Depleting oil reserves is an open secret that has started hurting oil companies' output levels. But the greater concern is this: If oil sources are drying up, is an acute energy shortage far behind? With this question in the background, the U.S. government's decision to auction Gulf of Mexico oil leases is of immense significance.
Why all the hullabaloo?
Global demand for energy has been on the rise against the backdrop of increasing population and income growth. An expected 1.4 billion increase in population along with a 100% rise in the world's real income over the next 20 years is likely to push up energy consumption by 39%. The share of oil and natural gas by 2030 is expected to be around 52%-54%, with the demand for oil increasing by 19% to 102 million barrels per day and the demand for natural gas increasing by 2.1% per annum.
Such a spike in demand needs to be accompanied by a rise in supply. But much to everyone's dismay, this has not been the case in the latest quarter of 2011. All the oil behemoths, with the exception of Shell
One way of doing this is to increase acreage. That more or less explains the large number of mergers and acquisitions taking place in the global oil and gas market. BHP Billiton
Can the sale bridge the gulf?
The Gulf of Mexico is a major oil and gas reserve for the United States. Its offshore oil and gas production accounts for 29% of total U.S. crude oil production and 12% of U.S. gas production. But BP's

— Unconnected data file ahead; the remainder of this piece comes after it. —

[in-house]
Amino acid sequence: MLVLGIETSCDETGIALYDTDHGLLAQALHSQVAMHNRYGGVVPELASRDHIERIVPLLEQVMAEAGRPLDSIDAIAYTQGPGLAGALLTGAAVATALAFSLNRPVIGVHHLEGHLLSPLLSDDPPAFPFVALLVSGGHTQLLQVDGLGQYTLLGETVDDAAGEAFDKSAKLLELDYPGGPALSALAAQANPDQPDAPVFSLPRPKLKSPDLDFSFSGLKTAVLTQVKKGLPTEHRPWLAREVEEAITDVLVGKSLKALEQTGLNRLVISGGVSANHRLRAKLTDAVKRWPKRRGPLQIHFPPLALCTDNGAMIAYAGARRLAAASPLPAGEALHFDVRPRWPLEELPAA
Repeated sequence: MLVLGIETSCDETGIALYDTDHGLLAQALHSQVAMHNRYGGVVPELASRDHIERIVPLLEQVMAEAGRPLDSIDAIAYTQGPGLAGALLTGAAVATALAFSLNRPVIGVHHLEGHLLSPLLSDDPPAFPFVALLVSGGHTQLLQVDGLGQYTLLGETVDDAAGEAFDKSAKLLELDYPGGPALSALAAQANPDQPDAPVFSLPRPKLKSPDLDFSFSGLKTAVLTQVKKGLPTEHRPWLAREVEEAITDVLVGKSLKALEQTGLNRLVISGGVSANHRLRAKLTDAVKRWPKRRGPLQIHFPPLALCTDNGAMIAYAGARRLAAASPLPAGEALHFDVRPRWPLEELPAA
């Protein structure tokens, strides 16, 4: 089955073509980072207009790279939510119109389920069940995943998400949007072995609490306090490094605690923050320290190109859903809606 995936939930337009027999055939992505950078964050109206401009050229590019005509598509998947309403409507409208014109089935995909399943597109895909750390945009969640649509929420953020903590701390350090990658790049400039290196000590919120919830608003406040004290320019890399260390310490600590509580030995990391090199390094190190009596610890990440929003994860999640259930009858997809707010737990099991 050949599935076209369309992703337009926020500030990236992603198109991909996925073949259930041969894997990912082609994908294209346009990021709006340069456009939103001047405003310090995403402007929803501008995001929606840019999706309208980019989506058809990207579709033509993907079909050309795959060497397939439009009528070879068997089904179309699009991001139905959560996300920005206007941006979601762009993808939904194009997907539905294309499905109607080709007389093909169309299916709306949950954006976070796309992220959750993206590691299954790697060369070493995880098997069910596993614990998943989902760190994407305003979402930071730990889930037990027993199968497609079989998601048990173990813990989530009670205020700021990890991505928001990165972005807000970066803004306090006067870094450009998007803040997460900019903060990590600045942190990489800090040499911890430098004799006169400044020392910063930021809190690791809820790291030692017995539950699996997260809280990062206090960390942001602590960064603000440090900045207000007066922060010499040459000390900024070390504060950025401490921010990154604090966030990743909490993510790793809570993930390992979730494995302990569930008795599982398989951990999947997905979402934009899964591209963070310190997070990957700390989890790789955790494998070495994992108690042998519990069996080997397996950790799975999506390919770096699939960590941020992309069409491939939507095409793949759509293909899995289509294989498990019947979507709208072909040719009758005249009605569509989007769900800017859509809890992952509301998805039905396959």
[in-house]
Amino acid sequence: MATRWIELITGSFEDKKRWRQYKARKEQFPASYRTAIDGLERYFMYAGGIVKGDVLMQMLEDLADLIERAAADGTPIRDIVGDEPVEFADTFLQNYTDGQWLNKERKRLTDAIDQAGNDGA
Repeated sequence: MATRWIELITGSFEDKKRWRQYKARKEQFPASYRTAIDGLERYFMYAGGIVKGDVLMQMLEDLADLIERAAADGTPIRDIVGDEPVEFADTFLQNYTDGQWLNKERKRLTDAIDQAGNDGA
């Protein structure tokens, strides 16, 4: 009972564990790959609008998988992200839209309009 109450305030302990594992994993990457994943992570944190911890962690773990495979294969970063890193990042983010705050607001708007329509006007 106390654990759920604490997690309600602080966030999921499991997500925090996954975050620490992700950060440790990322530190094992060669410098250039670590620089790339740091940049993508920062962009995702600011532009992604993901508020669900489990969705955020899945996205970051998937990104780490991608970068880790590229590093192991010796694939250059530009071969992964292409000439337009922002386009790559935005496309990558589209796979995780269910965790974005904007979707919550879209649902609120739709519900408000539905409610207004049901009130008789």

The 12 offshore lease sales will comprise 3,913 unleased blocks with a potential to produce 423 million barrels of oil and 2.56 trillion cubic feet of natural gas. According to the U.S. Department of the Interior, the proposed area contains more than 75% of estimated supplies of recoverable oil and gas from offshore the United States. This presents a perfect opportunity to oil companies to either gain new acreage and start production from the Gulf of Mexico or increase their current acreage. In fact, Chevron
The Gulf of Mexico lease sale could not have come at a more opportune time for global oil and gas players struggling with declining production. Though they will have to maintain stringent safety rules in deepwater drilling, the huge potential reserves make it lucrative enough to invest. We had better keep an eye on the companies moving for new acreages in the Gulf.